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KEY POINTS:

1. Stress and anxiety are the biggest threats to your Zone.

2. Deep, controlled breathing to calm anxiety or stress is called Combat Breathing. You can do it anytime you feel that you are out of your Zone.

3. If you practice combat breathing every day, this exercise will become automatic on the day of your race, game, or performance.

Today’s Exercise: Practice Combat Breathing

1) Get into good posture by aligning your spine and stretching yourself upward. You can be lying down, sitting in a chair or standing. Then relax your muscles.

2) Do a scan for tension in your body and then focus on that area while you take a slow deep breath. Think about “letting go” of the tension as you exhale. (It might take a few breaths to get an area like your shoulders or forehead to release and relax).

3) When you feel you have addressed the tense areas, start taking controlled breaths. (inhale for 4 seconds, hold it for 2 seconds, and then exhale for 6 seconds).

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More on Combat Breathing

Now that you have a sense of what your Zone is, you need to learn how to return to your ideal performance state when going gets tough. When tension creeps into your relaxed, high-energy, high-output state, your effort increases but your performance drops.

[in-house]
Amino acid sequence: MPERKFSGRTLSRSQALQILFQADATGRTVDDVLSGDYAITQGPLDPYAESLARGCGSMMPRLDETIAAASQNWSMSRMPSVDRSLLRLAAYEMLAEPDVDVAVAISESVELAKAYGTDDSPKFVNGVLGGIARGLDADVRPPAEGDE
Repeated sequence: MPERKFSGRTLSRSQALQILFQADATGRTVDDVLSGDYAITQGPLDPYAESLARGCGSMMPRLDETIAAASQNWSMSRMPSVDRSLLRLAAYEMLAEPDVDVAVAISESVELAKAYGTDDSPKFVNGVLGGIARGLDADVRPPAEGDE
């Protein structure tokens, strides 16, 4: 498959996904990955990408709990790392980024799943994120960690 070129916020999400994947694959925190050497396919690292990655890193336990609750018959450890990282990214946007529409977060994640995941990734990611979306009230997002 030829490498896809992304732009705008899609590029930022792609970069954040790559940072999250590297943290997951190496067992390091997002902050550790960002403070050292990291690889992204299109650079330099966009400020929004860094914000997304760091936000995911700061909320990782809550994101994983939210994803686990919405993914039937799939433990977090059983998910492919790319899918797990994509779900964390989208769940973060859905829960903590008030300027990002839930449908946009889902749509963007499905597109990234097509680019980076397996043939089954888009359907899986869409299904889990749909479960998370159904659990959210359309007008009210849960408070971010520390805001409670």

You can use a technique called Combat Breathing when stress or tension prevent you from being in your Zone.

The key is to realize you are stressed and take slow deep breaths when you are trying to get in the Zone for a performance or competition.

The reason breathing is so effective is that the centres of your brain that control breathing are closely linked to the area that controls stress. If you can calm the electrical activity in the breathing centre, then you have a good chance of calming the stress. That’s why yoga and meditation work.

Take a moment to practice relaxation breathing at least once per day, ideally during a moment when you're feeling tense or stressed. If you practice it enough the relaxation response will become almost automatic whenever you're feeling anxious.


The information and advice provided in this program is intended to assist you with improving your performance, as well as your general health. It is intended to compliment your training plan and not instead of guidance from your coach. It should also not be used in place of advice from a doctor or for treatment or diagnosis of any specific health issue. By participating in this program you assume any risks, and that you release Impactic Sport from any responsibility or claim relating to such participation.